“We think reforms will continue under the new government of President Duterte, particularly on reducing corruption and red tape, and implementing tax reforms designed to support an ambitious infrastructure agenda,” Nomura said in a report, titled: EMs struggle with “America-first” policy.
“FDI inflows are also rising, supported in part by a full liberalization of the foreign ownership in the banking sector,” it added of foreign direct investments.
At the same time, the Philippines’ vulnerability to US protectionist policies is “high”.
“There are a number of channels through which the Philippines could be affected,” Nomura noted, citing the Philippines’ merchandise trade surplus with the US that is equivalent to 0.7% of GDP.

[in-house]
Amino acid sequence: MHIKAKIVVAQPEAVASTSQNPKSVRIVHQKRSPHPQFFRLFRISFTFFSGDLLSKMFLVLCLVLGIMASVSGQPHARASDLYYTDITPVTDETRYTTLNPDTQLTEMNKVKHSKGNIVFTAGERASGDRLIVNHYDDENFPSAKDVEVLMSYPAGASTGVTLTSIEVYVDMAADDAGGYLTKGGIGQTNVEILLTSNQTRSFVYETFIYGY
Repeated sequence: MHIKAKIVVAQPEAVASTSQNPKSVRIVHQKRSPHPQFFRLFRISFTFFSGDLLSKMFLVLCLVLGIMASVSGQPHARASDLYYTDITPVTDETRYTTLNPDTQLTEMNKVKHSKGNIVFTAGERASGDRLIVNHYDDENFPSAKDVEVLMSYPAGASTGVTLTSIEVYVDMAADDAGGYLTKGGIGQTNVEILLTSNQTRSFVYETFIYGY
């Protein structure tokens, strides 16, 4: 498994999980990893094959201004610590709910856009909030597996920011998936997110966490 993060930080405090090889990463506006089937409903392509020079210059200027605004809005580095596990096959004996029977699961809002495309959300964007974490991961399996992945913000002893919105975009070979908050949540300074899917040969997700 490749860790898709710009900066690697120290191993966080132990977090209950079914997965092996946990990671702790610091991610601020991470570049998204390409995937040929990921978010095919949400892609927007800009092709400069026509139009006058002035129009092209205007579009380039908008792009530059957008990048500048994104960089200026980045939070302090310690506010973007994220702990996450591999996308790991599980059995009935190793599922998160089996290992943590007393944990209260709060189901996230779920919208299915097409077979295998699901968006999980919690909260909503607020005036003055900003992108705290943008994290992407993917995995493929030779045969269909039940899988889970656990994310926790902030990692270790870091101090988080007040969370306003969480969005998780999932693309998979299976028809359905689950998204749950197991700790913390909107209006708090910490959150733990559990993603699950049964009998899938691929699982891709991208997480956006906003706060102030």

“If the US tightens its immigration policies — which leads to fewer migrant workers — this could impact remittances inflows back to the Philippines. The US is host to 34.5% of the total overseas Filipino population, which we estimate comprises about 31% of total worker remittances,” it added.
“(Mr.) Trump’s commitment to bring jobs back to the US may also affect the increasingly important BPO sector, which caters mostly to US corporates. FX revenues from the BPO sector are projected to equal total worker remittances (about nine percent of GDP) in the next few years.”